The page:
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[Detail] Where gold was firs [sic] discovered [between 1890 and 1910].

[Detail] Where gold was firs [sic] discovered [between 1890 and 1910].

The Navajo and Apache Wars

During the nineteenth century, the U.S. military went to war against many western tribes. These wars depleted the Native Americans' numbers, divided their leadership, and drove them onto reservations, often located far from their homelands and in inhospitable climates. Images related to these wars are available by searching on the names of pertinent people, tribes, and places and through the Subject Index headings beginning Indians of North America--War.

As was often the case, the U.S. military fought the Navajos and Apaches largely for their lands. The Civil War brought many soldiers to the Southwest, including General James Carleton, who decided to remove the Navajos and Apaches to reservations so that the lands of the Rio Grande Valley could be used for settlement and mining. Carleton enlisted the one-time friend of the Navajos, Kit Carson, to force them from their homelands through starvation.

Carson burned the Navajos’ farms, stole their livestock, and finally destroyed the villages in their last stronghold, Canyon de Chelly. Without food or shelter to sustain them through the winter, over 3,000 Navajos surrendered and made what is called “the long walk of the Navajos” to the reservation at Fort Sumner. Hundreds of Navajos died along the way and after arriving at the fort. A few bands of Navajos held out, living in the mountains. But one by one, these bands and their leaders — Barboncito, Armijo, and finally Manuelito — were captured or surrendered and taken to the reservation.

Before his campaign against the Navajos, Carleton began forcing the various bands of Apaches onto the reservation at Fort Sumner. Apache leaders like Mangas Colorado and Cochise, of the Chiricahua band, and Victorio of the Mescalero band, led raids to drive European Americans from their land and resisted the military's attempts, by force and persuasion, to relocate their people to a reservation.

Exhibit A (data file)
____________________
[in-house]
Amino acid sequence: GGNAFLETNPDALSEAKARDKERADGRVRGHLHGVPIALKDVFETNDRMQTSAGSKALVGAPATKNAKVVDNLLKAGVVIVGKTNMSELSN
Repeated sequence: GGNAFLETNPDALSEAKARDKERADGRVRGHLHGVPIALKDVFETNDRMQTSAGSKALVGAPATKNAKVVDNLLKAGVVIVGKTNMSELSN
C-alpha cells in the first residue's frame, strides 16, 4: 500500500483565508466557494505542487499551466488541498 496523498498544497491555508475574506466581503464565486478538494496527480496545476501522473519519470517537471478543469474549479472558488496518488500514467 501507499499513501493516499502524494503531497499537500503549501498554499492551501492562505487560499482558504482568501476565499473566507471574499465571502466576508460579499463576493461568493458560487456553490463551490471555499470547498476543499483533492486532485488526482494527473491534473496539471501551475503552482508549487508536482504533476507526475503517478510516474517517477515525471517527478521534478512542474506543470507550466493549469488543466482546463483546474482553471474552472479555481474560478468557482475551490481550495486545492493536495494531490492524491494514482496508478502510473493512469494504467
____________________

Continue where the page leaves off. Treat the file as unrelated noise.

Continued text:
Soldiers and civilians, especially from Tuscon, constantly pursued the Apaches through the 1860s and 70s. After two decades of guerrilla warfare, Cochise chose to make peace and agreed to relocate to a reservation in the Chiricahua Mountains. Not long afterward, Cochise died. When the U.S. government came to move the Chiricahuas to the San Carlos reservation, half of them complied. The other half, led by a man named Geronimo, escaped to Mexico.

In the spring of 1877, the U.S. captured Geronimo and brought him to the San Carlos reservation. He stayed there until September 1881, when a gathering of soldiers around the reservation caused him to fear that he would be imprisoned for his past deeds. He fled to Mexico, taking 700 Apaches with him. In April of the following year, Geronimo returned to San Carlos with horses and guns and liberated the rest of the Apaches, leading many of them back to Mexico.

In the spring of 1883, General George Crook was put in charge of the Arizona and New Mexico reservations. With 200 Apaches, he journeyed to Mexico, found Geronimo’s camp, and persuaded him and his people to return to the San Carlos reservation. Crook instituted several reforms on the reservation, but local newspapers criticized him for being too lenient and demonized Geronimo. On May 17, 1885, Geronimo, drunk and intimidated by demands for his death printed in the papers, escaped once again to Mexico.

Again, Crook went after Geronimo, but this time the negotiations fell through. The War Department reprimanded Crook for the failure and he resigned. He was replaced by Brigadier General Nelson Miles who sent 5,000 soldiers, 500 Apache scouts, and thousands of civilian militia after Geronimo and twenty-four warriors. Geronimo was quickly found and persuaded to surrender. He and many other Apaches were sent to Fort Marion in Florida, where many died because of the climate. Many Apache children were taken to the Carlisle school in Pennsylvania, where fifty of them died.

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